Chess Quest

Hearken to me fellow chess nerds! I call all those who find entertainment in a good chess puzzle. While not a master in any way, shape, or form; I enjoy a chess puzzle and Crazy Zebra LLC has provided me a simple way to do so.

Put simply, Chess Quest is a collection of chess puzzles arranged by difficulty level. For those who don’t already know, chess puzzles are a pre-arranged chess board with an identified solution. The idea of a chess puzzle is to improve the endgame, helping a player to find checkmate more easily.

There areĀ  six levels of difficulty for players of differing ability levels. Novices will want to start with the “basic” level puzzles before moving on to more challenging puzzles. More advanced players may start on an advanced level or jump from level to level to get more variety.

If you get stuck there is a “hint” button which will prompt you with the next step. I personally would like to see a hint that would tell you what you are looking to do (such as checking the opponent) before telling you the piece to move.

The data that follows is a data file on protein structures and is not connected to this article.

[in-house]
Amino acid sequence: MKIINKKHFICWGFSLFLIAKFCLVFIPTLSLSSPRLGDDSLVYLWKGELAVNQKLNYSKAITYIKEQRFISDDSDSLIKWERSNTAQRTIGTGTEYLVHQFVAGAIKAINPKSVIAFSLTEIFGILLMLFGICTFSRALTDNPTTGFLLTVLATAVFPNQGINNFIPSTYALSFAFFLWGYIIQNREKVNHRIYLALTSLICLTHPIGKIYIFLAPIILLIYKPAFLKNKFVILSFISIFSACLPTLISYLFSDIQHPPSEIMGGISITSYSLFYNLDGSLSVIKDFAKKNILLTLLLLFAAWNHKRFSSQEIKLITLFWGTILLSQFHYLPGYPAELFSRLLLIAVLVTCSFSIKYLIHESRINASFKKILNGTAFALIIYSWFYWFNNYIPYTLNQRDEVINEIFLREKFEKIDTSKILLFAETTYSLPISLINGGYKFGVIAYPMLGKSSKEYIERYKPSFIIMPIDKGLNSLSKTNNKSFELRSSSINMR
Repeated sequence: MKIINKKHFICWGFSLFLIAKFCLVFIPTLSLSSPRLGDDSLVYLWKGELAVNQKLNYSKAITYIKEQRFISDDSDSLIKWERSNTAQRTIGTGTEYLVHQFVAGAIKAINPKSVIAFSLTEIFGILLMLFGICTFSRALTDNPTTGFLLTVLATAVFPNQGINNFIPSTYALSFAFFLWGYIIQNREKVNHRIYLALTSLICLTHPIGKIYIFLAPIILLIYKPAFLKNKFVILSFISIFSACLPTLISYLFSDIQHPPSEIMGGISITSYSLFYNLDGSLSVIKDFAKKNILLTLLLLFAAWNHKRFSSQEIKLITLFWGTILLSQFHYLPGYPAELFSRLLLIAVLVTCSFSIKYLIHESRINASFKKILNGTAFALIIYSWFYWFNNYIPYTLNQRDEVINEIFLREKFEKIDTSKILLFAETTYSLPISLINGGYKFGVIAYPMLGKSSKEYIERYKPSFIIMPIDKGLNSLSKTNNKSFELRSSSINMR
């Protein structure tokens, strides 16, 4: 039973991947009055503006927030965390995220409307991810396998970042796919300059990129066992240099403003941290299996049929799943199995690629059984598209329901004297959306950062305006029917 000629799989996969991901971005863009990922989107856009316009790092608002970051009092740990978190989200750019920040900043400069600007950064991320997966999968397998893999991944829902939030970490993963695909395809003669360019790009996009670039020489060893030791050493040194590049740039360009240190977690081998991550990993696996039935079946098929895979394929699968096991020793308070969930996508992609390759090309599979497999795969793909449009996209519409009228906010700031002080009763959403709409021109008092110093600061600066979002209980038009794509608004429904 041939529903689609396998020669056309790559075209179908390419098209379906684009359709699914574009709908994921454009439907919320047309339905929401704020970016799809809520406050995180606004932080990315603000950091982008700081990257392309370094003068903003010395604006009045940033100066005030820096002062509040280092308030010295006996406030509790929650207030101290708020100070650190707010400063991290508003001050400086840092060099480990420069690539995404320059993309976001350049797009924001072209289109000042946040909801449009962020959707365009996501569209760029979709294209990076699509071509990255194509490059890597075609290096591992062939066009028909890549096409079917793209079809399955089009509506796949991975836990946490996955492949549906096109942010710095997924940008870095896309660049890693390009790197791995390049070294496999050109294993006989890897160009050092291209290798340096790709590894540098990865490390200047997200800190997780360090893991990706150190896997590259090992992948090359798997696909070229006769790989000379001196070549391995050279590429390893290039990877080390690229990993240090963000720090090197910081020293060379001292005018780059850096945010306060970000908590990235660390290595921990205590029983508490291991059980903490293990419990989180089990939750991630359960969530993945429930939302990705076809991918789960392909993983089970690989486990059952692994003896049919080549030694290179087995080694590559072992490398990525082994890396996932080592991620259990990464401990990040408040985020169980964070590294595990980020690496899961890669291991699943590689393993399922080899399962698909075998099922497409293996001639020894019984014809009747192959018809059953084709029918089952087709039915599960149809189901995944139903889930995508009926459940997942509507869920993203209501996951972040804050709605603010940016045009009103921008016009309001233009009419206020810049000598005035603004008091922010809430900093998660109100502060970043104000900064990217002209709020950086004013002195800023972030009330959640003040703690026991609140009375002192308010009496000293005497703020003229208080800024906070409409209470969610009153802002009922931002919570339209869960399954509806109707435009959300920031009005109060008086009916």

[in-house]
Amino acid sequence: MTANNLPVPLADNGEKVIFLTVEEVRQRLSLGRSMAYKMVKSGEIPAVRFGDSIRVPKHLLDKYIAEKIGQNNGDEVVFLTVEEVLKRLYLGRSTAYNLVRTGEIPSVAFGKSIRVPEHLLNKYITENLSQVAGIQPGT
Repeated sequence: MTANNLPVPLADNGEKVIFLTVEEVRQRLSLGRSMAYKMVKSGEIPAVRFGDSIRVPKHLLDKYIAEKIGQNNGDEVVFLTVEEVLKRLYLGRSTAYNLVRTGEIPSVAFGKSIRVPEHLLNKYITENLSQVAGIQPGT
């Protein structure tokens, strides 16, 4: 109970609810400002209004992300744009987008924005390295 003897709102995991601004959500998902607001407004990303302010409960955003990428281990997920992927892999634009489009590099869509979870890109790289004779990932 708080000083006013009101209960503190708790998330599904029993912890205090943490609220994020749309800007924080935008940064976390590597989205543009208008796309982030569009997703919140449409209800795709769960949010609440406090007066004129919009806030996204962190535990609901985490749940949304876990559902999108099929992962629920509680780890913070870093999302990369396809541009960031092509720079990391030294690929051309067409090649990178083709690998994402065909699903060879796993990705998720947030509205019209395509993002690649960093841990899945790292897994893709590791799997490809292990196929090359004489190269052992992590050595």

Unlike many of the chess puzzles I have previously tried my hand at, with Chess Quest the objective varies with puzzles. Most of the time you will be seeking Checkmate, but sometimes you will be trying for a draw (important when you’re in a tight spot), or simply a winning position.

A helpful feature in Chess Quest is the variation tree. The app will of course respond with the best move in any situation, but there are other possibilities. After you have solved the puzzle you can go back and see other possibilities and find your way to the solution through each variation. This allows you to find out how your moves trap the opponent to an inevitable finish.

In my experience, I have learned as much about chess from my failures as my successes. All those who still remember the humiliation of a fool’s mate know to never let it happen again. Therefore, it bothers me somewhat that there was no opportunity to truly fail in Chess Quest. If you select the wrong piece the square flashes red and you cannot move it; likewise if you try to move the correct piece to the wrong square. I would like to see the catastrophic results of a bad move, so that I can learn why I should never make that move again.

For the beginning to advanced chess player this is a great source of puzzles that will keep you thinking for some time. However, beginning chess players will need additional help in understanding the game. This app won’t help with opening strategies, special moves like “en passant”, or learning chess terms.

If you want to try out the “Lite” version for free, there are 120 puzzles available, as opposed to the full version which contains 1200.

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